UmeNow Asks: Is Facebook a Predator?

PEMBROKE PINES, Fla., Sept. 6, 2011 —, led by the highly vocal former single mom, is the first and only ad-free social communication service in the world that is totally focused on privacy. It is gaining worldwide attention and praise for its “Facebook is Trash, National Privacy Celebration” campaign against the giant. This week UmeNow strikes at Facebook to block it from targeting children.

“My biggest concern,” says UmeNow founder Evelyn Castillo-Bach, “is that not only does Mark Zuckerberg and his company want to seize all the information it can on adults like you and me so he can make money selling ads, but Facebook also wants to snatch away the precious privacy of your kids.

I believe Facebook wants to grab as much personal information as it can about our children, so they can track their habits, stalk their thoughts, and target their friends, compiling everything into giant databases to profit from a child’s innocence. When will Facebook stop? It stops right here and right now. They’ll stop because of UmeNow.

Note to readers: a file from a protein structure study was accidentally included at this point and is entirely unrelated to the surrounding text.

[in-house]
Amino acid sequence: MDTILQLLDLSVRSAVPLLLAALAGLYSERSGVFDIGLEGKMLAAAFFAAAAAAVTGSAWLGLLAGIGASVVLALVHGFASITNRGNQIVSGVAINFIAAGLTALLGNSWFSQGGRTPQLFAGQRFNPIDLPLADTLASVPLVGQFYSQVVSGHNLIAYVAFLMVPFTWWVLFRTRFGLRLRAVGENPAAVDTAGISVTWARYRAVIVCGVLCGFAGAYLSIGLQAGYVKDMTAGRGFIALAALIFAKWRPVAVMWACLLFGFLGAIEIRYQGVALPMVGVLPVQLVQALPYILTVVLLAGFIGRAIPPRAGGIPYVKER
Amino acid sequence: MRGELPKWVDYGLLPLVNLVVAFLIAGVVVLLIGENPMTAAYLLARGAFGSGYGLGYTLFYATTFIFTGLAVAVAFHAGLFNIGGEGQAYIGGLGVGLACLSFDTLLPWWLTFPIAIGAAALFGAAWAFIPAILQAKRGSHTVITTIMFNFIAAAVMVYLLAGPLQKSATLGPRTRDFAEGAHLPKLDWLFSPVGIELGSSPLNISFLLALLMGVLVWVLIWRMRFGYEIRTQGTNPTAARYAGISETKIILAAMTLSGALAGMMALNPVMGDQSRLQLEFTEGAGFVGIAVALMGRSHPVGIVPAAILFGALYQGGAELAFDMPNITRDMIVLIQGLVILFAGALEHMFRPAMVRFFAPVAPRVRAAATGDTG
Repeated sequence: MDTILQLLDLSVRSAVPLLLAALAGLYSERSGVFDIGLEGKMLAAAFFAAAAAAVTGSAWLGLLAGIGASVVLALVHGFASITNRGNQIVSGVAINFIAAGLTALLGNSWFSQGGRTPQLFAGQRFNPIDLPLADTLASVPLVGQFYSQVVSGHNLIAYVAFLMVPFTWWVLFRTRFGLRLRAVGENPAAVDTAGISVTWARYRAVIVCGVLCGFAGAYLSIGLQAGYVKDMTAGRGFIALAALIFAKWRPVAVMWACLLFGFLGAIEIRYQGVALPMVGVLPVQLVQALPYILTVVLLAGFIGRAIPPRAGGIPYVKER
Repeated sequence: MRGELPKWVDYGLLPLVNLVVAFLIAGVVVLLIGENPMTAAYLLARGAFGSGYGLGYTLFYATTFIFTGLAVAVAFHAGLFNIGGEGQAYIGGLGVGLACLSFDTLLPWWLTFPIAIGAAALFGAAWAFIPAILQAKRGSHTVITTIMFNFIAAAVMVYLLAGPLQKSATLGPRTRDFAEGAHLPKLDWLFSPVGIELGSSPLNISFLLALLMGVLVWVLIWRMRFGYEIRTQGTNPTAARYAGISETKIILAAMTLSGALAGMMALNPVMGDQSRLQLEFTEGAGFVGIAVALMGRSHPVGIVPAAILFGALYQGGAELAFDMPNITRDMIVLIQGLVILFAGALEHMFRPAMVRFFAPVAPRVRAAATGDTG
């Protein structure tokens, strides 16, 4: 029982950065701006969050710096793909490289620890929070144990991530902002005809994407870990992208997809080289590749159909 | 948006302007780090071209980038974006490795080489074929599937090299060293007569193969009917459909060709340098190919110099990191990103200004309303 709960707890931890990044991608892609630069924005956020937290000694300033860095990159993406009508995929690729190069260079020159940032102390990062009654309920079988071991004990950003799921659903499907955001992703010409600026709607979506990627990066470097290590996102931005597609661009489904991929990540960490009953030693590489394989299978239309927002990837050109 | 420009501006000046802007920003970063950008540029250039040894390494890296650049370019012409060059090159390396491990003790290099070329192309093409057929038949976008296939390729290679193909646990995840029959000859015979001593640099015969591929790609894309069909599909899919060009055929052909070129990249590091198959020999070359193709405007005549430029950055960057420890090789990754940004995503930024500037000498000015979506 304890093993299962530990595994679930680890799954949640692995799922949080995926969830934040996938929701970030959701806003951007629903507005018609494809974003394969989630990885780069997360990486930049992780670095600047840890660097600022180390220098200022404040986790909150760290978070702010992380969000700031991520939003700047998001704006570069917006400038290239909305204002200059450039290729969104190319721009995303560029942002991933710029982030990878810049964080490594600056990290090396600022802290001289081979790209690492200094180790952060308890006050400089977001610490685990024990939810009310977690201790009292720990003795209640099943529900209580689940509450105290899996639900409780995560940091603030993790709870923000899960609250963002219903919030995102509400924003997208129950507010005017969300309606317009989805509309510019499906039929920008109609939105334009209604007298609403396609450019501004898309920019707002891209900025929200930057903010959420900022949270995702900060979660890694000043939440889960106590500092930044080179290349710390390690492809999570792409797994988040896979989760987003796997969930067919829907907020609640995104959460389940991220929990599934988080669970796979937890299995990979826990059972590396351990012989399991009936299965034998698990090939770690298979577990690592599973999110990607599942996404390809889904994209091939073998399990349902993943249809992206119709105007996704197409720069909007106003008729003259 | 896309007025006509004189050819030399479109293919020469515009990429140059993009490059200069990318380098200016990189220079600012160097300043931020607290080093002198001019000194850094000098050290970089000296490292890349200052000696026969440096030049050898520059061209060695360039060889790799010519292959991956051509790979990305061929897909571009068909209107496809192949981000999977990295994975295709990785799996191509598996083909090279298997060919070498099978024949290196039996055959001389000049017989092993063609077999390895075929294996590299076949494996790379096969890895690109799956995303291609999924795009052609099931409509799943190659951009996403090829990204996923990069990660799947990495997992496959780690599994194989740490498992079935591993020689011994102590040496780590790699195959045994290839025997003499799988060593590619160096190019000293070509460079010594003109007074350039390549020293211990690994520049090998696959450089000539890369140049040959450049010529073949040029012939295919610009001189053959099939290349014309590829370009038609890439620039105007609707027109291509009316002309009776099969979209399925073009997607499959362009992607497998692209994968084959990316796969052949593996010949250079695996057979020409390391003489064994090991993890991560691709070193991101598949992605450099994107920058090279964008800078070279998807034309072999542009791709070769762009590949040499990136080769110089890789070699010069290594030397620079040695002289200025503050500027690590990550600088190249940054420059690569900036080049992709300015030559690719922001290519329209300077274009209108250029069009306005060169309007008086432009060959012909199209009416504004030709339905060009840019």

Facebook has become this huge bloated data monster. It eats the information of adults and I believe it now wants to munch on the information of our children. Let’s not forget that Bloomberg reported in May 2011 that Facebook was hit with a class-action lawsuit for failing to get parental permission before using minors in its social ads.

We don’t ‘like’ Facebook. Where’s the button for that? Who really likes Facebook? People use it by default. Who ‘likes’ seeing ads all the time? Who ‘likes’ being watched, analyzed and tracked? And now they want to add children into the mix? I don’t think so. Not if I have anything to do with it,” says the Latina founder of

“It takes a mother to finally put this arrogant know-it-all billionaire and his company in its place. Enough! Don’t touch our kids.”

UmeNow has released a new video this week as part of its “Facebook is Trash, National Privacy Celebration.” It depicts how an innocent picture posted on Facebook spreads around the globe and into the hands of people never intended to receive it. “Imagine that happening with the photos of your child,” says Castillo-Bach. “It’s already happening to you.”

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Evelyn Castillo-Bach earned her M.S. in 1993 from the Columbia University Graduate School of Journalism. She has traveled extensively in Ethiopia and in the Balkans, accompanying her Danish husband who is a lawyer.

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